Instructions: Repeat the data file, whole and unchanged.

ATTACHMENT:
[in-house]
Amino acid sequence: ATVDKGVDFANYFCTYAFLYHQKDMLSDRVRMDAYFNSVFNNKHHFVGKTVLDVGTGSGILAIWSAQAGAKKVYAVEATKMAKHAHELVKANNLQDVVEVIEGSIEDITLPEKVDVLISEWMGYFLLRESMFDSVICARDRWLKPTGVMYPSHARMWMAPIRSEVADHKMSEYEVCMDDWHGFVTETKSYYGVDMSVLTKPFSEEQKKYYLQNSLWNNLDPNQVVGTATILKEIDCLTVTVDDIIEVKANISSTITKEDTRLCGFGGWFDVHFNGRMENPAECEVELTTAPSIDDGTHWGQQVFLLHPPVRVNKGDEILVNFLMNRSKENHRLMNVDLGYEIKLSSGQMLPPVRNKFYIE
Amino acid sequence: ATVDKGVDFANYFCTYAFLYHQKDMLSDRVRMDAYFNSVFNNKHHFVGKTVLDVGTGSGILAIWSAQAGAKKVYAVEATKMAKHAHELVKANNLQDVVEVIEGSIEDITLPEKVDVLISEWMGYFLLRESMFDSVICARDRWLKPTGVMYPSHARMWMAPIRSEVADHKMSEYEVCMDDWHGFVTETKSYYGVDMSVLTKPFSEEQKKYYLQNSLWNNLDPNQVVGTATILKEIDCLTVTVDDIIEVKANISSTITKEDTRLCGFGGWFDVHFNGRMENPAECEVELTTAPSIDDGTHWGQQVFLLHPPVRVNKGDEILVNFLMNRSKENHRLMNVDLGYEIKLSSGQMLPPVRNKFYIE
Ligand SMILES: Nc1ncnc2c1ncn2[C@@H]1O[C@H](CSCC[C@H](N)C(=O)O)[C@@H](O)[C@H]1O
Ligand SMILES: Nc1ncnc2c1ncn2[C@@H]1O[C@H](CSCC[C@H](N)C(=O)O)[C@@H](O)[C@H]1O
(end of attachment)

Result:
[in-house]
Amino acid sequence: ATVDKGVDFANYFCTYAFLYHQKDMLSDRVRMDAYFNSVFNNKHHFVGKTVLDVGTGSGILAIWSAQAGAKKVYAVEATKMAKHAHELVKANNLQDVVEVIEGSIEDITLPEKVDVLISEWMGYFLLRESMFDSVICARDRWLKPTGVMYPSHARMWMAPIRSEVADHKMSEYEVCMDDWHGFVTETKSYYGVDMSVLTKPFSEEQKKYYLQNSLWNNLDPNQVVGTATILKEIDCLTVTVDDIIEVKANISSTITKEDTRLCGFGGWFDVHFNGRMENPAECEVELTTAPSIDDGTHWGQQVFLLHPPVRVNKGDEILVNFLMNRSKENHRLMNVDLGYEIKLSSGQMLPPVRNKFYIE
Amino acid sequence: ATVDKGVDFANYFCTYAFLYHQKDMLSDRVRMDAYFNSVFNNKHHFVGKTVLDVGTGSGILAIWSAQAGAKKVYAVEATKMAKHAHELVKANNLQDVVEVIEGSIEDITLPEKVDVLISEWMGYFLLRESMFDSVICARDRWLKPTGVMYPSHARMWMAPIRSEVADHKMSEYEVCMDDWHGFVTETKSYYGVDMSVLTKPFSEEQKKYYLQNSLWNNLDPNQVVGTATILKEIDCLTVTVDDIIEVKANISSTITKEDTRLCGFGGWFDVHFNGRMENPAECEVELTTAPSIDDGTHWGQQVFLLHPPVRVNKGDEILVNFLMNRSKENHRLMNVDLGYEIKLSSGQMLPPVRNKFYIE
Ligand SMILES: Nc1ncnc2c1ncn2[C@@H]1O[C@H](CSCC[C@H](N)C(=O)O)[C@@H](O)[C@H]1O
Ligand SMILES: Nc1ncnc2c1ncn2[C@@H]1O[C@H](CSCC[C@H](N)C(=O)O)[C@@H](O)[C@H]1O